Keeping electronics cool in high power applications such as telecommunications and building electronics on the nanoscale are two areas where there is an alternative to traditional silicon—electronics using diamond.
To study the potential of diamond-based electronics, Dr Chris Pakes and his team at the Atom-scale Research Laboratory at La Trobe University have been inducing electrical conductivity—allowing an electrical current to flow—on the surface of synthetic diamonds.
The researchers do this by seeding the diamond surface with molecules called fullerenes. The group has recently shown that by introducing porphyrin, a molecule that interacts with fullerene, the level of conductivity in the diamond can be controlled.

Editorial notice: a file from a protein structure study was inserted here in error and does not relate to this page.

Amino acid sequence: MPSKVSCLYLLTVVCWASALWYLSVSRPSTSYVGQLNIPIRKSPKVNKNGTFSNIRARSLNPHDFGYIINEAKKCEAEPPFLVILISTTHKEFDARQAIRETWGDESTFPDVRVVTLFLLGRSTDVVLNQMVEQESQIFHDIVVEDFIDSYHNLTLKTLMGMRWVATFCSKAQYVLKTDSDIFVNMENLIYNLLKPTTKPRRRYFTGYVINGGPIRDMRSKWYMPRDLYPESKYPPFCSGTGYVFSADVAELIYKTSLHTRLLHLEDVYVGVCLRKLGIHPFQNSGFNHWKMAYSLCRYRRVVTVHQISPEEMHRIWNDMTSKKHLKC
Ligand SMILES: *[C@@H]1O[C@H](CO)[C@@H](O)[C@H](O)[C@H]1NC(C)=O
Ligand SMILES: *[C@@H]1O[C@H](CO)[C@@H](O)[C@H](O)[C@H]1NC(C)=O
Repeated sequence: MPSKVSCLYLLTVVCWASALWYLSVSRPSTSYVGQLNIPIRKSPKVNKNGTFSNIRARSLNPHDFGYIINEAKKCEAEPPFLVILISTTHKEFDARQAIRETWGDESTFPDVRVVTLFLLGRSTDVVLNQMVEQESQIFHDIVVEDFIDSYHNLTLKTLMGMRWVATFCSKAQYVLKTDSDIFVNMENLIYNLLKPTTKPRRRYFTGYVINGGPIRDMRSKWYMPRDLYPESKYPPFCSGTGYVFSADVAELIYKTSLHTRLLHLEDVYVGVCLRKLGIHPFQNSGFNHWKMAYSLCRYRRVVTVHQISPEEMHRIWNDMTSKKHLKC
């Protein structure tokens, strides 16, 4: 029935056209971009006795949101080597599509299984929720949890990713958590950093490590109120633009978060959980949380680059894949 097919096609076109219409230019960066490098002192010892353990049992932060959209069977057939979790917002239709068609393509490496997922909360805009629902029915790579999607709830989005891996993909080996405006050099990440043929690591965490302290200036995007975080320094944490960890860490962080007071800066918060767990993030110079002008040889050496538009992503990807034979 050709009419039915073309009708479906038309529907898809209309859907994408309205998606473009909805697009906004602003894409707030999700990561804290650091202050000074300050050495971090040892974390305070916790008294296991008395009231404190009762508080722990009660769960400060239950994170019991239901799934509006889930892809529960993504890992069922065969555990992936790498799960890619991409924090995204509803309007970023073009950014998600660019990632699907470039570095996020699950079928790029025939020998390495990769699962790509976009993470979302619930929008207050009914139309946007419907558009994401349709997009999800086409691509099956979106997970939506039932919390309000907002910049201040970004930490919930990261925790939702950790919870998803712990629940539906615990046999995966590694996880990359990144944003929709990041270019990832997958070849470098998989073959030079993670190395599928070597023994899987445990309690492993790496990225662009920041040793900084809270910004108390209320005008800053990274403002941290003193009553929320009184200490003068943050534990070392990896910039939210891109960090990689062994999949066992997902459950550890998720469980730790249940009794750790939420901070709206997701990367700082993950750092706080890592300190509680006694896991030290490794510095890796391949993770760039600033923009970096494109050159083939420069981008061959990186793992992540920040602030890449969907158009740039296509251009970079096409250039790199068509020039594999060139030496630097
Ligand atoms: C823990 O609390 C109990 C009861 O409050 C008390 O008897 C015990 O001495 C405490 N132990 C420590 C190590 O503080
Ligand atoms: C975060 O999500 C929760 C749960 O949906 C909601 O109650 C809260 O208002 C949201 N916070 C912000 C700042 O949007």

In contrast to silicon-based circuits, diamond can withstand temperatures of a few hundred degrees without cooling and are much more durable.
“The electrical conductivity is confined to a very thin sheet just below the surface, so the diamond can be used to build nanoscale devices for miniature chemical and biological sensors and devices for microwave electronics, like that in mobile phones,” Chris says. “The interaction between different molecules on the surface can now be used to control the properties of these devices.”
The next step for the group, which works closely with the Australian Synchrotron in Melbourne, is to find a way to control the conductivity of the diamond remotely—being able to switch currents on and off using a magnetic or light signal.
One of the key collaborators in the project is Prof Lothar Ley, a leading figure in the field in diamond science, who has recently taken up a distinguished professorship at La Trobe University.
Photo: Introducing the porphyrin molecule onto the surface of the diamond can control the level of conductivity.
Credit: Atom-Scale Research Laboratory
Atom-Scale Research Laboratory, La Trobe University, Chris Pakes, C.Pakes@latrobe.edu.au